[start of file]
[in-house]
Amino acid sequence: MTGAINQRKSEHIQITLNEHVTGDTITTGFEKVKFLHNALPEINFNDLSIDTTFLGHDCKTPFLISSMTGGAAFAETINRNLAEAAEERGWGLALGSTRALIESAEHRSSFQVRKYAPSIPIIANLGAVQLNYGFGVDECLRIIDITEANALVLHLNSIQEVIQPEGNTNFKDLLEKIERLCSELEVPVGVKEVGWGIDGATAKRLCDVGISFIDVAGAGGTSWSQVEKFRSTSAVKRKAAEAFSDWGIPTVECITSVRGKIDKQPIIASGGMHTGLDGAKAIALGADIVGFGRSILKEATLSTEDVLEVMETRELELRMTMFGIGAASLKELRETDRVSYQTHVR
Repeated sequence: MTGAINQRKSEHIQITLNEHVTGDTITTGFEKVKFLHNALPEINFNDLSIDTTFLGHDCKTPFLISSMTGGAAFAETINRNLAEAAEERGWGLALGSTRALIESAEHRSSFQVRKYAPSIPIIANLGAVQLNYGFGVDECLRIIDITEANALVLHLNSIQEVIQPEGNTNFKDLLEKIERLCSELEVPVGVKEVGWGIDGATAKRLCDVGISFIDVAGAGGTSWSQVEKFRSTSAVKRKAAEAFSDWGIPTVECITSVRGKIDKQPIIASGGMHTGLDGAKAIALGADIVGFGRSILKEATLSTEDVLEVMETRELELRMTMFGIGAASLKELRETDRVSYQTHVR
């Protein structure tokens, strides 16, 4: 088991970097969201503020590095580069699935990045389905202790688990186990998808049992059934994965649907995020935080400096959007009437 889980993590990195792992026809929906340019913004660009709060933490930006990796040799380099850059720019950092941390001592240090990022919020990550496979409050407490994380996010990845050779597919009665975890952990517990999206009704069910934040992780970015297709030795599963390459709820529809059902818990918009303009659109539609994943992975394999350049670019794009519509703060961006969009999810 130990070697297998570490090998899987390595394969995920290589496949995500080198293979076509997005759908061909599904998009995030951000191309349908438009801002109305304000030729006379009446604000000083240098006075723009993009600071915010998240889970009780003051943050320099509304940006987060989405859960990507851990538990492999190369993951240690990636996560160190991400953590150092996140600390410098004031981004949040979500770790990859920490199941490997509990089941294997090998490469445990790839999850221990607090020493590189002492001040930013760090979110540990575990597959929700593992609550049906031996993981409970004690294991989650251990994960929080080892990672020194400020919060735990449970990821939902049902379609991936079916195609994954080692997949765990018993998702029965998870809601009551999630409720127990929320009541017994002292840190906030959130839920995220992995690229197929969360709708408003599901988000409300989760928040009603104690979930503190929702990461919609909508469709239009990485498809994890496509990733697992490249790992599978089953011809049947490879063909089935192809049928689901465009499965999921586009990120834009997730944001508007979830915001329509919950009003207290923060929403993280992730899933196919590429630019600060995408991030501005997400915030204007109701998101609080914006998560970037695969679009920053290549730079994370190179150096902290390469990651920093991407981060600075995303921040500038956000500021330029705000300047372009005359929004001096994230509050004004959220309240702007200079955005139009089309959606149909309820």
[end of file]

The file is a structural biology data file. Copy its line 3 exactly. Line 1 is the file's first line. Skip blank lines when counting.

Repeated sequence: MTGAINQRKSEHIQITLNEHVTGDTITTGFEKVKFLHNALPEINFNDLSIDTTFLGHDCKTPFLISSMTGGAAFAETINRNLAEAAEERGWGLALGSTRALIESAEHRSSFQVRKYAPSIPIIANLGAVQLNYGFGVDECLRIIDITEANALVLHLNSIQEVIQPEGNTNFKDLLEKIERLCSELEVPVGVKEVGWGIDGATAKRLCDVGISFIDVAGAGGTSWSQVEKFRSTSAVKRKAAEAFSDWGIPTVECITSVRGKIDKQPIIASGGMHTGLDGAKAIALGADIVGFGRSILKEATLSTEDVLEVMETRELELRMTMFGIGAASLKELRETDRVSYQTHVR